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Part 3: Neptune the warlord

"Do ye now dare, O winds, without command of mine, to mingle earth and sky, and raise confusion thus? Whom I-!....." Aeneid I. (124 -156)

In the battle for Troy and as the saviour of the hero Aeneus, Neptune threatens the winds that deter Aeneus from reaching safety on the Italian shore at Latium. Ammannati’s marble Neptune in the Piazza Signoria in Florence is surrounded by aquatic imagery and suggests watchfulness at sea. The decoration of river gods and pagan beings on the fountain reminds the viewer that Renaissance patrons acknowledged their debt to antiquity by using representations known from the ancient world.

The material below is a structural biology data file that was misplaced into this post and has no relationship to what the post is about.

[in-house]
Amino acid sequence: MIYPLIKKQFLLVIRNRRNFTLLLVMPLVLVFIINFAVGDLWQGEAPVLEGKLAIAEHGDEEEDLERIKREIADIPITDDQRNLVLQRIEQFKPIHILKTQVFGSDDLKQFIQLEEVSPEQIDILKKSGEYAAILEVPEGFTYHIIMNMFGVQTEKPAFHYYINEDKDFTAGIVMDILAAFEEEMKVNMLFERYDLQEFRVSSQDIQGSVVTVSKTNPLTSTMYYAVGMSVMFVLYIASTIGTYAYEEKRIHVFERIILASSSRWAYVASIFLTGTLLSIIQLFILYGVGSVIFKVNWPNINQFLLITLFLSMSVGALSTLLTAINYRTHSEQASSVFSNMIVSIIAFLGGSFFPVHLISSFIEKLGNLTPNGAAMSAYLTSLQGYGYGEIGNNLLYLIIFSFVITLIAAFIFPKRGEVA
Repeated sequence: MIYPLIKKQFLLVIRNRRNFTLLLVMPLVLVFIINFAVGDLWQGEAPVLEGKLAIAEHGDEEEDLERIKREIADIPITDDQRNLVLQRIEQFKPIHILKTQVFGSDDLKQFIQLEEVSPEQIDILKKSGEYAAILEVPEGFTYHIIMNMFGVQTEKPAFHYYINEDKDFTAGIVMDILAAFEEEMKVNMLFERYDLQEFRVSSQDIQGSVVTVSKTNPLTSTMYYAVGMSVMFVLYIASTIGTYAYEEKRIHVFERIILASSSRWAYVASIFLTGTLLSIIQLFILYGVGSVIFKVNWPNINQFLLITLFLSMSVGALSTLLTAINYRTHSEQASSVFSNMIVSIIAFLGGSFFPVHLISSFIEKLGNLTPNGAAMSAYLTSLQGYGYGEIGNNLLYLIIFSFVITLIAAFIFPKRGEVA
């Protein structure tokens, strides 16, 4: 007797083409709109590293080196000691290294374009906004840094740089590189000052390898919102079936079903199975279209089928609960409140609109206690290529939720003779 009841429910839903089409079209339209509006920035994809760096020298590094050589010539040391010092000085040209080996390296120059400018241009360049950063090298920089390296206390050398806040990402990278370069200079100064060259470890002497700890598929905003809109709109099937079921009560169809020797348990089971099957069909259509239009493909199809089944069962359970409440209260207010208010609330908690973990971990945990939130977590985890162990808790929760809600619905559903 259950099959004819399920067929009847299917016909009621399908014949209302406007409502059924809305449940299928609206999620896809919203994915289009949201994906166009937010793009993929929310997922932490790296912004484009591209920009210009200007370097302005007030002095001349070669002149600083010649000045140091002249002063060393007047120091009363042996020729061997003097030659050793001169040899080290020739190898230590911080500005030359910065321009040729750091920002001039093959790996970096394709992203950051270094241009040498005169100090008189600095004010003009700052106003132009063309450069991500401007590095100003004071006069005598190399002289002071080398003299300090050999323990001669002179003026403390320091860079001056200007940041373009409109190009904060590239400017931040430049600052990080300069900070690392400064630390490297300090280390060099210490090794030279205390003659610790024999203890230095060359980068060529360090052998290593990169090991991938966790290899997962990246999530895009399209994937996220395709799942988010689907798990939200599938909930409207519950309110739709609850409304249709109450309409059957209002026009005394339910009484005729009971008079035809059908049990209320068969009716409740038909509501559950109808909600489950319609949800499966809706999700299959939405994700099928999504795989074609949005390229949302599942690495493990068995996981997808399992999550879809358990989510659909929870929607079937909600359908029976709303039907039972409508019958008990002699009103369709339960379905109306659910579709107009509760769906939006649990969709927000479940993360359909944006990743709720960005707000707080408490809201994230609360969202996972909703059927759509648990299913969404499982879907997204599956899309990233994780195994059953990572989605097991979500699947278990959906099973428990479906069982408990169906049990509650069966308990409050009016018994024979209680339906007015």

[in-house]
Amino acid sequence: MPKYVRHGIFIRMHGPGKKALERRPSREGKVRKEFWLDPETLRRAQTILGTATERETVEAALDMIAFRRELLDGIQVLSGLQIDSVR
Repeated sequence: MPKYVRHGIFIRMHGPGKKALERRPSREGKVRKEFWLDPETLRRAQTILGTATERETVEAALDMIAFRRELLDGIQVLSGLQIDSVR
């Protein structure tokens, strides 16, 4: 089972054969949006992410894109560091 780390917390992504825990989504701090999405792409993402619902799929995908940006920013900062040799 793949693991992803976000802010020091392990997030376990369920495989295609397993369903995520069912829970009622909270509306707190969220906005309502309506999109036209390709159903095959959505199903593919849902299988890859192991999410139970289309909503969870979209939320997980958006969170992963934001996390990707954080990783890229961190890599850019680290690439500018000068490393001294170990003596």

Neptune stands erect holding his baton of command and alludes to the Duke’s power as a naval commander. It refers to the reopening of the harbour of Pisa in 1561 and the establishment of a naval patrol for the Mediterranean. Also, Cosimo associated himself with ancient city fathers like Aeneus and with the Emperor Augustus "builder of Rome", who shared the same zodiac sign as Cosimo which is displayed on the fountain’s chariot wheels. The fountain also celebrates the arrival of water in the city centre from the new aqueduct provided by Cosimo. The image of Neptune was incorporated on medals cast to commemorate the building of the aqueduct.

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